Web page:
The Revd Kathryn Watt
From lawyer to priest: a life-transforming decision
In her forties, Kathryn Watt, had a seemingly perfect life: a loving husband, two wonderful daughters, a comfortable home and a successful and enjoyable legal career as General Counsel for the regional arm of a large, American financial services company. She served on several company boards and had a strong involvement in community activities. Born, raised and educated in Melbourne, Kathryn was also a devout Roman Catholic.
“For a time when I was young I considered holy orders but could not see how the role of women in the Catholic church would enable me to serve God and my community in the way I felt called to do,” she says. “Instead, it was with a background of simple Christian faith that I worked my way through life, with scripture and the messages of the Gospel providing answers to various quandaries.”
But one evening at home, Kathryn was thinking about how to manage a problem that had arisen at work, when she made a decision that would transform her life.
“The television was on in the background and, by chance, a woman, standing in an Anglican Cathedral, was reading a passage of scripture during a celebration of the life of a woman leader, who hadn’t always been Anglican.
“Hearing the words, ‘Put on the whole armour of God’, not only provided an answer to the problem, but it prompted me to ponder where I stood with my faith, my relationship with God, how I was living my life and the potential opportunities that I had as a woman outside the Catholic Church. With a great sense of relief, I realised that I could indeed work towards becoming a priest,” she says.
“My family encouraged me to follow my call to serve God through ordained ministry, even though it meant moving to a smaller home and other disruptions, while my colleagues said they were not at all surprised by my decision to study theology.
“I applied to Trinity College Theological School, which I knew of by reputation and from acquaintances who had studied there. I was relieved to find that I wasn’t the oldest applicant, nor was I the only ‘new’ Anglican going through the selection process,” Kathryn admits.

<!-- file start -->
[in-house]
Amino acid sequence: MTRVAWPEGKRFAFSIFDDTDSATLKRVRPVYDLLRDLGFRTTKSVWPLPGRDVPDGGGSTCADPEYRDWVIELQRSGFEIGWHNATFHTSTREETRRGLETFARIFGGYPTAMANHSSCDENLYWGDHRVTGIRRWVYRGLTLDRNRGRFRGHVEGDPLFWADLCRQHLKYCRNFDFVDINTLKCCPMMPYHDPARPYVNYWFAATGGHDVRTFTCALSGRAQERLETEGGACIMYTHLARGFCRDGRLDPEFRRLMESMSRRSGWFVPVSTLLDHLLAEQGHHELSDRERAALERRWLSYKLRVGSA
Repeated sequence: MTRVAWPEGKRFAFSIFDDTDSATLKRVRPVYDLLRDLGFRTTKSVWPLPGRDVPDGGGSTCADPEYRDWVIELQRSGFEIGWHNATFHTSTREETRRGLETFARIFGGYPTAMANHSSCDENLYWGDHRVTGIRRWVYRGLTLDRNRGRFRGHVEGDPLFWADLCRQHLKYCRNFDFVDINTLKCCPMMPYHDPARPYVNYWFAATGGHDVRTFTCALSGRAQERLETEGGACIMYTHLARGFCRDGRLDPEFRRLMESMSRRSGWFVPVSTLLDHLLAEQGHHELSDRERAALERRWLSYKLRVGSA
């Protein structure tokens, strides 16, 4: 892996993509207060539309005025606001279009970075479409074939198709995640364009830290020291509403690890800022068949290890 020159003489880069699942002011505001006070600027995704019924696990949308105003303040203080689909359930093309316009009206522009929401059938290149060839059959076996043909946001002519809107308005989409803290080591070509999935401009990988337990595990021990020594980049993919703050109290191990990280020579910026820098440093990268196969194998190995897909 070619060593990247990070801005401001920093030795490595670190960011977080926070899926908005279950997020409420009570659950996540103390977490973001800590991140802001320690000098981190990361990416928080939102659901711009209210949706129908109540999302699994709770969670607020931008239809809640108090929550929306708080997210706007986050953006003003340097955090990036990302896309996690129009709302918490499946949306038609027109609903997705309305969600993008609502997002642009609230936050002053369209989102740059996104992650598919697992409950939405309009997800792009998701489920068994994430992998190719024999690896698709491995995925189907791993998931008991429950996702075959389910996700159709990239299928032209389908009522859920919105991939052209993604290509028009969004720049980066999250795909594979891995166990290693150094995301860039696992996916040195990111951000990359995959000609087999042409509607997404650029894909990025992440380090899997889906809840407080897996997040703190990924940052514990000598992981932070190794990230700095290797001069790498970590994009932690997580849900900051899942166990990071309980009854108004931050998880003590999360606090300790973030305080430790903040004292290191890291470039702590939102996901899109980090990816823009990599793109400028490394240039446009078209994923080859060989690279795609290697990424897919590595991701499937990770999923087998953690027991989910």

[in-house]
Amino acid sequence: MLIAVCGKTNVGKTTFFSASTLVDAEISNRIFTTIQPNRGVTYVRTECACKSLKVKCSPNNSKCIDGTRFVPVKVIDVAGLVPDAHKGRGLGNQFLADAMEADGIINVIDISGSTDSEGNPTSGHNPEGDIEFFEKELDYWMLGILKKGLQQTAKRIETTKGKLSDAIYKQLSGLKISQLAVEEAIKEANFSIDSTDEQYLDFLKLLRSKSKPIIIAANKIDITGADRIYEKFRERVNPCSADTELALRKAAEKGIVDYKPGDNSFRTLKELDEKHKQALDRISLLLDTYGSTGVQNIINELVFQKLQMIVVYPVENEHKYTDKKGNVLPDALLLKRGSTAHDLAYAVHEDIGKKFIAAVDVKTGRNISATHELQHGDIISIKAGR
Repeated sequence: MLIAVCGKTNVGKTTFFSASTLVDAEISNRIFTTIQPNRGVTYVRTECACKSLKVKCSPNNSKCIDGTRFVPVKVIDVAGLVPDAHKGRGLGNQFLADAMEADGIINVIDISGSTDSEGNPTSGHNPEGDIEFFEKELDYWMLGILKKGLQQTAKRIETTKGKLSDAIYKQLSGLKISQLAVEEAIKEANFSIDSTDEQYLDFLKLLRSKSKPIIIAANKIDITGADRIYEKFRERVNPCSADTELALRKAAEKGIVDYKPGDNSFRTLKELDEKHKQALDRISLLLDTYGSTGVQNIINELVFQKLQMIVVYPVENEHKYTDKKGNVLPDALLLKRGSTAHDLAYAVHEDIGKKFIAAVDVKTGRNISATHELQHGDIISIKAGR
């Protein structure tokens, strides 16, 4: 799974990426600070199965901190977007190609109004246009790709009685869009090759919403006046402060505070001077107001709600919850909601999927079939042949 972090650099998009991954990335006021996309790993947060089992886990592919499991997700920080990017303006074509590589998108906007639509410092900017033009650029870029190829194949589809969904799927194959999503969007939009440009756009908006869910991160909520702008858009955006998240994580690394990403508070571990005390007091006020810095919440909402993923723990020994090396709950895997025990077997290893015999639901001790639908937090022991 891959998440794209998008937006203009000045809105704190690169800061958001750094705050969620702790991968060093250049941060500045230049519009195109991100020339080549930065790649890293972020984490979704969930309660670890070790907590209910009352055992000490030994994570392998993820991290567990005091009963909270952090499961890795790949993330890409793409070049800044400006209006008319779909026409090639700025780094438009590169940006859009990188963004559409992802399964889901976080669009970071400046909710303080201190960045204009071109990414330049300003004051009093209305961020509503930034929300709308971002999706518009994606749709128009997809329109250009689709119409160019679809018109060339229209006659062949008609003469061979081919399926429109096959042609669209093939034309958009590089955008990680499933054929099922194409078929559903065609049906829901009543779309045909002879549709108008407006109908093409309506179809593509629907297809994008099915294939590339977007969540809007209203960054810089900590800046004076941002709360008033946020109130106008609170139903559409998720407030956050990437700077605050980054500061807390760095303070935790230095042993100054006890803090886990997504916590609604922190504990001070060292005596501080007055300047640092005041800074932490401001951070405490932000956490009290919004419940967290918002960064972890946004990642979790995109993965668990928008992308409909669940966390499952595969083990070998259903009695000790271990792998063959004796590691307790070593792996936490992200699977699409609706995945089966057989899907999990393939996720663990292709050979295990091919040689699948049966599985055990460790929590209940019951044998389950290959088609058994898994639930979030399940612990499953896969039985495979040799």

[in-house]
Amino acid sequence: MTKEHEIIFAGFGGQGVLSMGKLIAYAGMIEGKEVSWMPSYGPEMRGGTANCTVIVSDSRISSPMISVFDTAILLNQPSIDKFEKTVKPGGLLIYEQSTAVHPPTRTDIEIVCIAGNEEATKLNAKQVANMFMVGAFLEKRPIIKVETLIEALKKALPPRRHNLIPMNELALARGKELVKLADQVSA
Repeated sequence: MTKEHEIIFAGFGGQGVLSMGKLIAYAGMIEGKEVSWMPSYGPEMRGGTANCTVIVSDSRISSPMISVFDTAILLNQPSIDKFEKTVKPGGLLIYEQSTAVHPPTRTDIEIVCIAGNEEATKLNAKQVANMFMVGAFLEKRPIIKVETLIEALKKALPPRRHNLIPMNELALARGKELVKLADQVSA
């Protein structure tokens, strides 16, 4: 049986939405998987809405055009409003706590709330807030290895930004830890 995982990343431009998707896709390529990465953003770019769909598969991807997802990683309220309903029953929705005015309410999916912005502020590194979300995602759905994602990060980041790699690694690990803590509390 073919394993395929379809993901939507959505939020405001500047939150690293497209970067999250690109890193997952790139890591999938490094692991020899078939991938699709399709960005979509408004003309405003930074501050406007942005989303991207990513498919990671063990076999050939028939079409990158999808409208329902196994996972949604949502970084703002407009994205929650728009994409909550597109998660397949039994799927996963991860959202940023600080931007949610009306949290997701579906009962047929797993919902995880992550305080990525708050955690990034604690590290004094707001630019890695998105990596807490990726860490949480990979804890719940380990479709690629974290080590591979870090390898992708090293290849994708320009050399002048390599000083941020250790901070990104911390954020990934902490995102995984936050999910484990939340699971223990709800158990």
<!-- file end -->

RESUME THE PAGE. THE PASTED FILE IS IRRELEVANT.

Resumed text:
“I initially enrolled for the six-unit Graduate Diploma in Theology course, just to put my toe in the water to see how I’d go, but on the advice of faculty members, I subsequently changed to the 18-unit Master of Divinity degree, which I have loved.
“So that I could smooth my transition from one career to the next, I started by studying a single subject online, but thereafter I organised my life so I could attend classes in person.
“I benefitted enormously from being at Trinity. In particular, the ministry formation program was extremely thought-provoking and gave us great exposure to the many different forms of ministry. This enabled us to see what our own path should be,” she says.
Kathryn is also full of praise for Trinity’s faculty members. “They are highly respected leaders who take a very personal interest in each individual student. They are extremely knowledgeable, open and sharing of their own experiences and it was a privilege to be taught by them,” she explains.
Ordained a Deacon in February 2017, Kathryn was appointed Assistant Curate at the Anglican Parish of St Stephen and St Mary in Mt Waverley, a south-eastern suburb of Melbourne. She describes her new career in suburban parish ministry as “the best job ever!”
To utilise her corporate skills she also serves on the Board of Anglicare and the Diocesan Schools’ Commission, as well as one commercial company board.
In June 2017, Kathryn was sponsored by the Melbourne Diocese to join 24 other people from around the world in the Canterbury Scholars’ program in the UK. This brings together people who are in the early stages of their Anglican ministry, many of whom, Kathryn discovered, had also had earlier, different careers. It also enabled her to meet the Archbishop of Canterbury, the Most Reverend Justin Welby.
Kathryn was ordained a priest on 26 November 2017, thereby completing her journey from corporate lawyer to priest. “I could not be happier,” she says.
Article written by Rosemary Sheludko